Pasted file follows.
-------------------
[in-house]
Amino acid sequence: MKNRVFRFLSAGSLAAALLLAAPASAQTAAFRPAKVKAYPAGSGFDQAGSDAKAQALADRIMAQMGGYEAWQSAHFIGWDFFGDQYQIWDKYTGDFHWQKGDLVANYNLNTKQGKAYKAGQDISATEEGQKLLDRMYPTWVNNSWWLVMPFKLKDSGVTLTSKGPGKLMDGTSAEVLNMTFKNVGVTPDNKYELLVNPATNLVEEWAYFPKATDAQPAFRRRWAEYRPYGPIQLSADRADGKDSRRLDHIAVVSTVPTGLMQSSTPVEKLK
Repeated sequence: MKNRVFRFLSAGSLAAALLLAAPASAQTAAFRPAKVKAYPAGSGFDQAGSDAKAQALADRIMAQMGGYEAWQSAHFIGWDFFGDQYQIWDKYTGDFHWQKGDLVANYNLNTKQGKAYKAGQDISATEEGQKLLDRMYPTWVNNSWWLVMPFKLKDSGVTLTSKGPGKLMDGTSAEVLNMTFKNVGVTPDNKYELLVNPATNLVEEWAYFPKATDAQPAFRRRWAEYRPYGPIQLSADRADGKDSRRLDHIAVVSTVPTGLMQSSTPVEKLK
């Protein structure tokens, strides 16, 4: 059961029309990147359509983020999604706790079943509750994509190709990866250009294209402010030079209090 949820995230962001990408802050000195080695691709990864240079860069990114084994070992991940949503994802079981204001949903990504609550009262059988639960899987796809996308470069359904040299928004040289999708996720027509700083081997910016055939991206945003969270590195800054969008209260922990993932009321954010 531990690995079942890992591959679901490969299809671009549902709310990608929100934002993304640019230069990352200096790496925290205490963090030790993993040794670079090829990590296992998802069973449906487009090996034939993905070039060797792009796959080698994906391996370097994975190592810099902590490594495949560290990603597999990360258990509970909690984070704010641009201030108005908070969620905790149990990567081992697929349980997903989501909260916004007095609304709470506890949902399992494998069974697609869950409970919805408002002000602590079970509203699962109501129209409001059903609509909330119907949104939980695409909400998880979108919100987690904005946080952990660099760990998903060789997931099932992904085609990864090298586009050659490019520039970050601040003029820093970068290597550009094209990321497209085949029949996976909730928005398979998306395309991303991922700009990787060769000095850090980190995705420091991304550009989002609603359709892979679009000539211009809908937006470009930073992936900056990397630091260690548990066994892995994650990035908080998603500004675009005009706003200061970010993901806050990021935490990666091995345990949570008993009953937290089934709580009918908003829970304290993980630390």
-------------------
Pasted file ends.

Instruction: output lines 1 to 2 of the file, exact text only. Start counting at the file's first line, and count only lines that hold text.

[in-house]
Amino acid sequence: MKNRVFRFLSAGSLAAALLLAAPASAQTAAFRPAKVKAYPAGSGFDQAGSDAKAQALADRIMAQMGGYEAWQSAHFIGWDFFGDQYQIWDKYTGDFHWQKGDLVANYNLNTKQGKAYKAGQDISATEEGQKLLDRMYPTWVNNSWWLVMPFKLKDSGVTLTSKGPGKLMDGTSAEVLNMTFKNVGVTPDNKYELLVNPATNLVEEWAYFPKATDAQPAFRRRWAEYRPYGPIQLSADRADGKDSRRLDHIAVVSTVPTGLMQSSTPVEKLK